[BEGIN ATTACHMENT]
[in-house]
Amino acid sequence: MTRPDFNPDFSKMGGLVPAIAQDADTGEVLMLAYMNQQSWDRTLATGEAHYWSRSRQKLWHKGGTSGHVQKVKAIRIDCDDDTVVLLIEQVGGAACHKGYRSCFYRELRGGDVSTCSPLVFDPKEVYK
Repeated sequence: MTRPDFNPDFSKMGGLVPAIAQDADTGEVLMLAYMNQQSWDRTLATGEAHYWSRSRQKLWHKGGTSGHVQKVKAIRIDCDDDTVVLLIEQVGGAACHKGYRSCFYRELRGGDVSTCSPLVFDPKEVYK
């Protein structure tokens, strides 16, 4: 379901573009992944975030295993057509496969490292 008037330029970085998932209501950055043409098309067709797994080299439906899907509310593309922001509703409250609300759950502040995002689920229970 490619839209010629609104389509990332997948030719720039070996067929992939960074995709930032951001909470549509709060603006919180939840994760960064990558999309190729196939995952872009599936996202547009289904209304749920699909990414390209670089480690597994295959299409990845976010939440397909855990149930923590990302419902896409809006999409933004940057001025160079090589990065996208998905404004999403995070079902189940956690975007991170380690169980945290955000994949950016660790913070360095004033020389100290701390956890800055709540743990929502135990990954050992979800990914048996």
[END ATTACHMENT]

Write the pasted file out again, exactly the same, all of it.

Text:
[in-house]
Amino acid sequence: MTRPDFNPDFSKMGGLVPAIAQDADTGEVLMLAYMNQQSWDRTLATGEAHYWSRSRQKLWHKGGTSGHVQKVKAIRIDCDDDTVVLLIEQVGGAACHKGYRSCFYRELRGGDVSTCSPLVFDPKEVYK
Repeated sequence: MTRPDFNPDFSKMGGLVPAIAQDADTGEVLMLAYMNQQSWDRTLATGEAHYWSRSRQKLWHKGGTSGHVQKVKAIRIDCDDDTVVLLIEQVGGAACHKGYRSCFYRELRGGDVSTCSPLVFDPKEVYK
């Protein structure tokens, strides 16, 4: 379901573009992944975030295993057509496969490292 008037330029970085998932209501950055043409098309067709797994080299439906899907509310593309922001509703409250609300759950502040995002689920229970 490619839209010629609104389509990332997948030719720039070996067929992939960074995709930032951001909470549509709060603006919180939840994760960064990558999309190729196939995952872009599936996202547009289904209304749920699909990414390209670089480690597994295959299409990845976010939440397909855990149930923590990302419902896409809006999409933004940057001025160079090589990065996208998905404004999403995070079902189940956690975007991170380690169980945290955000994949950016660790913070360095004033020389100290701390956890800055709540743990929502135990990954050992979800990914048996």